Gore Vidal, Lost and Found

Like many stories, this one began at an improbable distance in space and time from where it ended. The saga of how the Harvard Review (see sidebar) came to publish a previously unknown short story by Gore Vidal begins with the fact that Christina Thompson, the Review’s editor, lived in Australia for 15 years.

While earning her Ph.D. at the University of Melbourne, Thompson edited an Australian literary journal, and acquired an article by Australian sociologist Dennis Altman. Last year, Altman arrived at Harvard for an appointment to the Australian chair, an endowed faculty position that rotates annually among scholars in Australian studies. “I always have lunch with the Aussies when they come,” Thompson says. Over lunch, she learned that Altman was writing a book on Vidal, his stature in American culture, and the role of celebrity in society. “I told Dennis that we might want to excerpt his book in the Harvard Review,” Thompson recalls, “and then said, ‘Let’s see if we can find something like a letter in the archives that we could run along with it.’”

“The archives” are Vidal’s papers, which he donated to Houghton Library in 2002. (The papers had resided since the 1950s at the University of Wisconsin, but Vidal, dissatisfied with Wisconsin’s stewardship, removed them to Houghton at the recommendation of his friend David Herbert Donald, Warren professor of American history emeritus, who met Vidal when asked to review his 1984 novel Lincoln for historical accuracy.) Houghton project archivist Jennifer Lyons is sorting and cataloging Vidal’s material, which includes manuscripts of 27 novels and eight short stories.

Vidal quit writing short stories half a century ago. “Unlike most fiction writers, I am not a master of the short story,” he says. “I am a real novelist — and, of course, very few [fiction writers] are.” Seven of Vidal’s stories appear in A Thirsty Evil (1956), his only published collection of short fiction. But an eighth short story in his papers, “Clouds and Eclipses,” written circa 1954, wasn’t in the book. “We read it and liked it,” says Thompson, “and we thought we’d see if it really was unpublished.”

Leslie Morris, curator of manuscripts in the Harvard College Library, phoned Vidal at his home in California. The author believed that A Thirsty Evil did include “Clouds and Eclipses,” and added that he had wanted to use that title for the collection, but the book’s publisher had vetoed it. “In his mind,” Thompson says, “that story was associated with the book.”

Thompson telephoned Vidal and described the story. It concerns “an Episcopalian priest, a stern man of rectitude. The narrator is his teenaged nephew, who lives with him, and at the end, the uncle is revealed to be a sinner,” she recaps. “That doesn’t sound like my kind of territory,” Vidal replied, laughing. “That sounds like Tennessee Williams.” (The two authors were close friends.) Vidal even mused, “Maybe I didn’t write it!” — begging the question of whether work by another author, possibly Williams, had accidentally ended up in his papers. Then Vidal remembered “this story that Tennessee used to tell about his grandfather, Reverend Dakin, an Episcopal clergyman in Mississippi” who was being blackmailed by two men. Thompson said, “Yes, that’s the story.” When Vidal asked, “Is there a bonfire at the end?” the answer again was yes.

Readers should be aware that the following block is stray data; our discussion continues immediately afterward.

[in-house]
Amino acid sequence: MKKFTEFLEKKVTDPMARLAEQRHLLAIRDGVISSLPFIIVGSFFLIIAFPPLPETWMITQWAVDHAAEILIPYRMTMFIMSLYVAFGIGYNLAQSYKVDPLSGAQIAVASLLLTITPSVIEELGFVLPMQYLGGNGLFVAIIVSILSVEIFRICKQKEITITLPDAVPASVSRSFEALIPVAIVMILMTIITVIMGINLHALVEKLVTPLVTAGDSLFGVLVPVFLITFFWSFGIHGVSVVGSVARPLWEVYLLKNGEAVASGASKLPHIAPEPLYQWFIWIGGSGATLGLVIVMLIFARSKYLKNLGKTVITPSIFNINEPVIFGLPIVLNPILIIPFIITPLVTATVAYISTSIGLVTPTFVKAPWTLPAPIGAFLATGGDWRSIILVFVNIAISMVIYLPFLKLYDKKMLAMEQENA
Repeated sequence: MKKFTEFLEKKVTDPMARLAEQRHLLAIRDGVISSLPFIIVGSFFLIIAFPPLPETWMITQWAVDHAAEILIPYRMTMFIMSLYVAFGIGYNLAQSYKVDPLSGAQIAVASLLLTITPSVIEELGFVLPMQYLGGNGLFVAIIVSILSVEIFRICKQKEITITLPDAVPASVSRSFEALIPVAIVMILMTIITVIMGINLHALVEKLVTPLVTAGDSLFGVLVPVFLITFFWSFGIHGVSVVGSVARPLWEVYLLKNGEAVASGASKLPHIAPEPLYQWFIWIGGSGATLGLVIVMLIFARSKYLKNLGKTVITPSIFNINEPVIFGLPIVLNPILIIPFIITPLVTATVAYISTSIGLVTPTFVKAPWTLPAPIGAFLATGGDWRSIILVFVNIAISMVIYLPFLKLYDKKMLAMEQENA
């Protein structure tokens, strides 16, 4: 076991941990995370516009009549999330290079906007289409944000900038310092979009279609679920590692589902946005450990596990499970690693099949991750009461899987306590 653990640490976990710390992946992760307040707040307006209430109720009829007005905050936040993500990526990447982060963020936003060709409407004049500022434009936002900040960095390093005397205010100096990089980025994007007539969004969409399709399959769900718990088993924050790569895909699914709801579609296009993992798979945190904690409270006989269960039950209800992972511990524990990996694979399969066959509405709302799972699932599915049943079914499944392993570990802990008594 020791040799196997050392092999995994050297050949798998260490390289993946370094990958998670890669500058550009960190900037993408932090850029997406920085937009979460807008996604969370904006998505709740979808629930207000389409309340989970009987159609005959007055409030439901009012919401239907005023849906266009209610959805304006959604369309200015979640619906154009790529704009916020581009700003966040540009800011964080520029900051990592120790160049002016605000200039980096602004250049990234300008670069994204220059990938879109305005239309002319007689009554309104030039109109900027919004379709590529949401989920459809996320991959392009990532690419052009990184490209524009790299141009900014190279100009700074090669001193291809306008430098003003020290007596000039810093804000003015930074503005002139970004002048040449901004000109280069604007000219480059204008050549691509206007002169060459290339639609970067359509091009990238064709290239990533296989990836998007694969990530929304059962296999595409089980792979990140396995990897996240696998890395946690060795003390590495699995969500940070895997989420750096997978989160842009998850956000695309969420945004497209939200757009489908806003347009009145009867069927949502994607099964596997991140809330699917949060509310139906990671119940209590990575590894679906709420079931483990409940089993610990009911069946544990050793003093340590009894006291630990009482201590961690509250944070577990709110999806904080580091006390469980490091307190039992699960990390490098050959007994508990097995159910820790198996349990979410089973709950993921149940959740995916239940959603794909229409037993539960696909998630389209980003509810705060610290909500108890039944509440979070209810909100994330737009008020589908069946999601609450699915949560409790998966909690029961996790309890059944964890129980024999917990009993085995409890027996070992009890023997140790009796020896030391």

Once Vidal saw the manuscript, all became clear. In “Clouds and Eclipses,” he had recounted a true story that Williams had told him about his grandfather, fictionalizing certain details: for example, an actual homosexual relationship became a fictional heterosexual one. (When Thompson wondered that the outspokenly gay Vidal would use this literary fig leaf, he replied, “You don’t know what it was like then.”) But Williams had asked Vidal not to publish the tale. Reverend Dakinwas still alive, if unlikely to read the story, “but there is always Edwina,” said Williams, referring to his mother. “She sees everything.” So “I pulled the story,” says Vidal. “And wish I hadn’t. It’s pretty good.” The Williams family protagonists, like Williams himself, have now gone to their reward; Vidal not only gave the Harvard Review permission to publish “Clouds and Eclipses,” but wrote a brief afterword summarizing its history.

Although the Vidal archive will not be open to scholars until 2006, “Clouds and Eclipses,” the author’s note, photographs of Vidal and Williams, and Altman’s sociological essay will all appear in issue number 29 of the Harvard Review, to be published in early November. The author’s note explains, among other things, that he took the story’s title from Shakespeare’s thirty-fifth sonnet: “No more be grieved at that which thou hast done:/Roses have thorns, and silver fountains mud;/Clouds and eclipses stain both moon and sun,/And loathsome canker lives in sweetest bud.”

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